Professor of Psychology & Social Behavior, Education and Law
Ph.D. Temple University
(949) 824-4075
4308 Social and Behavioral Sciences Gateway



adolescent development, mental health, juvenile justice, legal and social policy

Curriculum Vitae: 


Elizabeth Cauffman is a Professor and Chancellor’s Fellow in the Department of Psychology and Social Behavior in the School of Social Ecology and holds courtesy appointments in the School of Education and the School of Law.  Dr. Cauffman received her Ph.D. in Developmental Psychology from Temple University and completed a post-doctoral fellowship at the Center on Adolescence at Stanford University.  At the broadest level, Dr. Cauffman's research addresses the intersect between adolescent development and juvenile justice.  She has published over 100 articles, chapters, and books on a range of topics in the study of contemporary adolescence, including adolescent brain development, risk-taking and decision-making, parent-adolescent relationships, and juvenile justice.  Most recently, findings from Dr. Cauffman’s research were incorporated into the American Psychological Association’s amicus briefs submitted to the U.S. Supreme Court in Roper v. Simmons, which abolished the juvenile death penalty, and in both Graham v. Florida and Miller v. Alabama, which placed limits on the use of life without parole as a sentence for juveniles.  As part of her larger efforts to help research inform practice and policy, she served as a member of the MacArthur Foundation’s Research Network on Adolescent Development and Juvenile Justice and currently directs the Center for Psychology & Law at UCI.  To learn more about her research, please visit her Development, Disorder, and Delinquency lab website.

Web Video on Current Research

Web Links of Research Sites

Web Links of Interest

Recent Publications

*Asterisks denote publications with current or former graduate students or postdoctoral scholars.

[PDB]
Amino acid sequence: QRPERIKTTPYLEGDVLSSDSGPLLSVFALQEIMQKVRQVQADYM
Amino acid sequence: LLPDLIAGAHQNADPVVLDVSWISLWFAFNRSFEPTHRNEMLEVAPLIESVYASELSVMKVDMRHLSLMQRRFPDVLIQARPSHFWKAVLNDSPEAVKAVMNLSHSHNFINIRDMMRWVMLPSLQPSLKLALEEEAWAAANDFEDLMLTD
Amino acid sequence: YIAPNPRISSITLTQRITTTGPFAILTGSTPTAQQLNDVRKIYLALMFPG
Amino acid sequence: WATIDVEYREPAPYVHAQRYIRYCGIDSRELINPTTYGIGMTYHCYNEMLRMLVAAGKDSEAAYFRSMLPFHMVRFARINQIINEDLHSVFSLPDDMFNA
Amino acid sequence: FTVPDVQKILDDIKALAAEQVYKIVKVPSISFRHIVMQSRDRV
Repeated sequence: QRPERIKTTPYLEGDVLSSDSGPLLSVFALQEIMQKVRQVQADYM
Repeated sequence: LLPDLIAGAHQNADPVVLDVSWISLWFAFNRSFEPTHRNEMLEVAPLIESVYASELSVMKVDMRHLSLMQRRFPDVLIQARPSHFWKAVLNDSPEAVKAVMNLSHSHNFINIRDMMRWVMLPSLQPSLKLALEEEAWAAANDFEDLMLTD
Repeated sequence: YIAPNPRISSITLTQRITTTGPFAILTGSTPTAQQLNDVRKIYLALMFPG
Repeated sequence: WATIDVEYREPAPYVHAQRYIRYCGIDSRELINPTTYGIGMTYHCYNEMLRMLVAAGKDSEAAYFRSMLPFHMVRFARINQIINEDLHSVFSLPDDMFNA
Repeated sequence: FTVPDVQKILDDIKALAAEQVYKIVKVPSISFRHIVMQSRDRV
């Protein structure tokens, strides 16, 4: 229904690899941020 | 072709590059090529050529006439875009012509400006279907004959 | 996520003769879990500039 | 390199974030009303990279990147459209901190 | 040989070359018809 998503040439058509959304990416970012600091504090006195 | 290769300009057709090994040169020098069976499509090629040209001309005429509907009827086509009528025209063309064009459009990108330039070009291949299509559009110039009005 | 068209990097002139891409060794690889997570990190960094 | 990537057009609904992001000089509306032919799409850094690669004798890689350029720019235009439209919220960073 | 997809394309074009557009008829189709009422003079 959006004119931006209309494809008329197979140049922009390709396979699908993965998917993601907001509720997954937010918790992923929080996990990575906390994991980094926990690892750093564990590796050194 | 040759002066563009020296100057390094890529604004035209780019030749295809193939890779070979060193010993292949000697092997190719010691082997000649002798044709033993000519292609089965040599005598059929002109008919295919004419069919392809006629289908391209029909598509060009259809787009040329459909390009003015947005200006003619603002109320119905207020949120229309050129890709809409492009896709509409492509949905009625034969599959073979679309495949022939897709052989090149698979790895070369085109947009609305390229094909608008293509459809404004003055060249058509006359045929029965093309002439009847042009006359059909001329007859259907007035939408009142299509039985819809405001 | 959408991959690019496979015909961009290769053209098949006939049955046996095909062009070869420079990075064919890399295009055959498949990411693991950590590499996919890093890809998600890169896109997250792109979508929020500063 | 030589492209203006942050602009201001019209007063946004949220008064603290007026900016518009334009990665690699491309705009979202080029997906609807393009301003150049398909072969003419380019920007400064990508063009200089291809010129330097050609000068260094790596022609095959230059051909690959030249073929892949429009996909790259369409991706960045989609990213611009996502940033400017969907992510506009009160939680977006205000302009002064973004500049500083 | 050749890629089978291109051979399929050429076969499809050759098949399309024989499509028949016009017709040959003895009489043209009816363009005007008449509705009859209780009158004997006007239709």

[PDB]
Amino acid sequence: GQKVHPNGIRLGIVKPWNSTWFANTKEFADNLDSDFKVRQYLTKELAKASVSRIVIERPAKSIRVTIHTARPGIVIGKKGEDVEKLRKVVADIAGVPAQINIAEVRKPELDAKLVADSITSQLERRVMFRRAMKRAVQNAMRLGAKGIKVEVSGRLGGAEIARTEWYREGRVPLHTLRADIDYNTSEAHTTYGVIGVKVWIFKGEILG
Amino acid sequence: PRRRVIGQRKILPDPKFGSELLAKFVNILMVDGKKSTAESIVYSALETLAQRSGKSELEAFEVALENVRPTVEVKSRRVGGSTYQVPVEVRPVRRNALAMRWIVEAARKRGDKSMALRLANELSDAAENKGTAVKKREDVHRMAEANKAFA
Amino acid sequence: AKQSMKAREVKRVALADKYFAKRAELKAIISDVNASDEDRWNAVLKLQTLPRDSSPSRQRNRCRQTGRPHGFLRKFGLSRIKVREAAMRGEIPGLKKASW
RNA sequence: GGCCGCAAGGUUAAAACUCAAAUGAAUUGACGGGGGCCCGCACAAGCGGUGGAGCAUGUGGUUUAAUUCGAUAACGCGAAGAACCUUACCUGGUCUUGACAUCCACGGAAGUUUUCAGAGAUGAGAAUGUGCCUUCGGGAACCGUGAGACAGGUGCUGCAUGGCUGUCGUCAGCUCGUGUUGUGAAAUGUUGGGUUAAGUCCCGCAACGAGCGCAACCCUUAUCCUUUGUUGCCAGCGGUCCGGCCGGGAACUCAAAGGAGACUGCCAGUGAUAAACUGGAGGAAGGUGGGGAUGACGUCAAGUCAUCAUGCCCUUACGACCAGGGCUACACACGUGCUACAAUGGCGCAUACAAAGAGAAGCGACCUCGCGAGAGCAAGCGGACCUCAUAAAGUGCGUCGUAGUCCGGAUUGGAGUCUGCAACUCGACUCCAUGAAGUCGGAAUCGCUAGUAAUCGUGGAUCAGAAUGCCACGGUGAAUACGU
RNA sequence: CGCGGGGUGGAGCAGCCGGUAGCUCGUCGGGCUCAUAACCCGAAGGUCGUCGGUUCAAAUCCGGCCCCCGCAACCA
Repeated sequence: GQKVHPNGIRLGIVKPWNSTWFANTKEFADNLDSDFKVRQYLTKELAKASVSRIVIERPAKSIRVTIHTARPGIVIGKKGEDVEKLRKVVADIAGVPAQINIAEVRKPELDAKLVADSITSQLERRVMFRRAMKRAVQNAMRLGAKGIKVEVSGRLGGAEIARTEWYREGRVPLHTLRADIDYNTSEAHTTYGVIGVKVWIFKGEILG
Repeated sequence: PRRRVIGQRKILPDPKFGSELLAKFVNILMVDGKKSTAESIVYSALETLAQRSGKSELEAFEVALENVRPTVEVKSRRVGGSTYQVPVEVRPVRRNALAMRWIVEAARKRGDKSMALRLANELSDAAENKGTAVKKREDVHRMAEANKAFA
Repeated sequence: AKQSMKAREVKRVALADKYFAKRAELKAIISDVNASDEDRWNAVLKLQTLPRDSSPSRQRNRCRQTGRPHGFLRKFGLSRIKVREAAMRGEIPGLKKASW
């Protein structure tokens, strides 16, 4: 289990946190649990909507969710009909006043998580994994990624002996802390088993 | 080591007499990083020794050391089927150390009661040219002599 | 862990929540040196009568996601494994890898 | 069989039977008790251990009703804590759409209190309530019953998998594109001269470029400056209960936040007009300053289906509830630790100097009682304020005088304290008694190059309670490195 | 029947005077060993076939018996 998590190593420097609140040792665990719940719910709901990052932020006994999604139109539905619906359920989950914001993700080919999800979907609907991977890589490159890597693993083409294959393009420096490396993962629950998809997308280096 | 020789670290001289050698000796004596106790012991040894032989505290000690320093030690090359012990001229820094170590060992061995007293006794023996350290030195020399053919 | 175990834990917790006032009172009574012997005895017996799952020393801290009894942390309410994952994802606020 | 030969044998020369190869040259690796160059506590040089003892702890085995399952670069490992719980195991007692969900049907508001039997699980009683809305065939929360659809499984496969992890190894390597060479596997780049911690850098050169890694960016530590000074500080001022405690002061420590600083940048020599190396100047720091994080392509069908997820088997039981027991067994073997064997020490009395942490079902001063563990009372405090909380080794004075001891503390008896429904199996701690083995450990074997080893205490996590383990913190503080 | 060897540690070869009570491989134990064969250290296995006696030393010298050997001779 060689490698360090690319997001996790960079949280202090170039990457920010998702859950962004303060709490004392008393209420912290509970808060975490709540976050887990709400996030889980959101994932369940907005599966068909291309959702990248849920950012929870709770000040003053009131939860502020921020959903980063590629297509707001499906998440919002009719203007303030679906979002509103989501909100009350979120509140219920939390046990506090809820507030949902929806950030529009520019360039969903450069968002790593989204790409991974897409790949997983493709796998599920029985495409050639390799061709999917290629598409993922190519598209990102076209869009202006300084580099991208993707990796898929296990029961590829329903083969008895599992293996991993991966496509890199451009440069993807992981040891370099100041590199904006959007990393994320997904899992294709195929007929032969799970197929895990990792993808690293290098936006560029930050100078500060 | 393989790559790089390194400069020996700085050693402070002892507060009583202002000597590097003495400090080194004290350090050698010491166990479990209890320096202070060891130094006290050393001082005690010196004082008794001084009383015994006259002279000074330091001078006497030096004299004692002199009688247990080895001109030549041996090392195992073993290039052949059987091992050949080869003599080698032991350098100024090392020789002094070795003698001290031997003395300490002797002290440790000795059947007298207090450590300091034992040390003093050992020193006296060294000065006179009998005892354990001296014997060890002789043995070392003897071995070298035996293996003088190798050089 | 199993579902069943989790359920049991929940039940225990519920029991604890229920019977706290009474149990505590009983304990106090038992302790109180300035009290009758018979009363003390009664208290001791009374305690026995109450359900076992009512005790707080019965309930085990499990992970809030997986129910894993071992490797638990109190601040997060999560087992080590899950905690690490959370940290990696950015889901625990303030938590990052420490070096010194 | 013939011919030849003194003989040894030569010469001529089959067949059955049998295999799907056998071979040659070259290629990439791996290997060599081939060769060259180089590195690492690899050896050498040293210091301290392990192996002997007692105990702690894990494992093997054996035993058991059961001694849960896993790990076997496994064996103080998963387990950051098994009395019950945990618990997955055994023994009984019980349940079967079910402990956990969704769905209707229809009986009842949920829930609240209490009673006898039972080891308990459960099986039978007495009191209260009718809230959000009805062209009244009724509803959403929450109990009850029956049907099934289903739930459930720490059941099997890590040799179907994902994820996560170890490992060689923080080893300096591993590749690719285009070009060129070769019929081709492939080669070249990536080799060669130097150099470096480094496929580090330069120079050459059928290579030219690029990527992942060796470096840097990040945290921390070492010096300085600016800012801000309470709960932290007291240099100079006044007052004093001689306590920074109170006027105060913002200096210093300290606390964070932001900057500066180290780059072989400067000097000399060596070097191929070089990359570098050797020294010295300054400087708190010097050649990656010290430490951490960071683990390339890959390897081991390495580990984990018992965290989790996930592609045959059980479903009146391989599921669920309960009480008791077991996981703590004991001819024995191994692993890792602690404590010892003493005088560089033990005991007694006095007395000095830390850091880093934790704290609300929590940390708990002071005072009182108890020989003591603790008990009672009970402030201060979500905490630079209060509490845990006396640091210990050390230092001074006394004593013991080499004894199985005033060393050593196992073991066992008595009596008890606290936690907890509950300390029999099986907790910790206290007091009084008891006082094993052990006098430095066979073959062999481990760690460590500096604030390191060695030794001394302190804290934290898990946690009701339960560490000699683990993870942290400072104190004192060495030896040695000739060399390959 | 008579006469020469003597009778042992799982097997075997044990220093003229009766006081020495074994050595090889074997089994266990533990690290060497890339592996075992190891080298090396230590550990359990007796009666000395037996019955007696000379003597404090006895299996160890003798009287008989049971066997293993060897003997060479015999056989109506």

*Malloy, L., *Shulman, E., & Cauffman, E.  (in press).  Interrogations, confessions, and guilty pleas among serious adolescent offenders.  Law & Human Behavior.

*Shulman, E. & Cauffman, E.  (in press).  Is juvenile crime a manifestation of adolescent risk-taking?  Law & Human Behavior.

*Bechtold, J. & Cauffman, E.  (in press).  Tried as an adult, housed as a juvenile: A tale of youth from two courts incarcerated together.  Law & Human Behavior.

*Shulman, E. & Cauffman, E.  (in press).  Deciding in the dark:  Age differences in intuitive risk judgment.  Developmental Psychology

*Boessen, A. & Cauffman, E. (in press). Moving out of the city and into the prison. Research in Crime & Delinquency.

*Monahan, K., *Dmitrieva, J. & Cauffman, E. (in press). Bad romance: Gender differences in the longitudinal association between romantic relationships and deviant behavior. Journal of Research on Adolescence.

Cauffman, E. & Steinberg, L.  (2012).  Emerging findings from adolescent development and juvenile justice.  Victims & Offenders, 7, 428-449.

*Goldweber, A. & Cauffman, E. (2012). Relational aggression and the DSM-V: What can clinicians tell us? Journal of Forensic Psychology Practice, 12, 35-47.

Cauffman, E.  (2012).  Aligning justice system processing with developmental science.  Criminology & Public Policy, 11, 751-758.

*Shulman, E. & Cauffman, E.  (2011).  Coping with incarceration:  How do juvenile offenders adjust?  Journal of Research on Adolescence, 21, 818-826.

*Kimonis, E., Skeem, J., & Cauffman, E. (2011). Are secondary variants of juvenile psychopathy less stable and more reactively violent and less psychosocially mature than primary variants. Law & Human Behavior, 35, 381-391.

Cauffman, E., *Shulman, E., Steinberg, L., Claus, E., Banich, M., Woolard, J., & Graham, S.  (2010).  Age differences in sensitivity to the rewards and costs of a risky decision as indexed by performance on the Iowa gambling task.  Developmental Psychology46, 193-207.

*Monahan, K., Steinberg, L. & Cauffman, E. (2009). Affiliation with antisocial peers, susceptibility to peer influence, and desistance from antisocial behavior during the transition to adulthoodDevelopmental Psychology, 45, 1520-153.

Steinberg, L., Cauffman, E., Woolard, J., Graham, S. & Banich, M. (2009). Are adolescents less mature than adults? Minors’ access to abortion, the juvenile death penalty, and the alleged APA “flip-flop”. American Psychologist64, 583-594.

Cauffman, E., *Kimonis, E., *Dmitrieva, J., *Monahan, K. (2009). A multi-method assessment of juvenile psychopathy: Comparing the predictive utility of the PCL:YV, YPI, and NEO-PRI. Psychological Assessment, 21, 528-542.

*Monahan, K., Steinberg, L., Cauffman, E., & Mulvey, E. (2009). Trajectories of antisocial behavior and psychosocial maturity from adolescence to young adulthood. Developmental Psychology, 45, 1654-1668.

Cauffman, E. (2008). Understanding the female offender. Future of Children, 18, 119-142.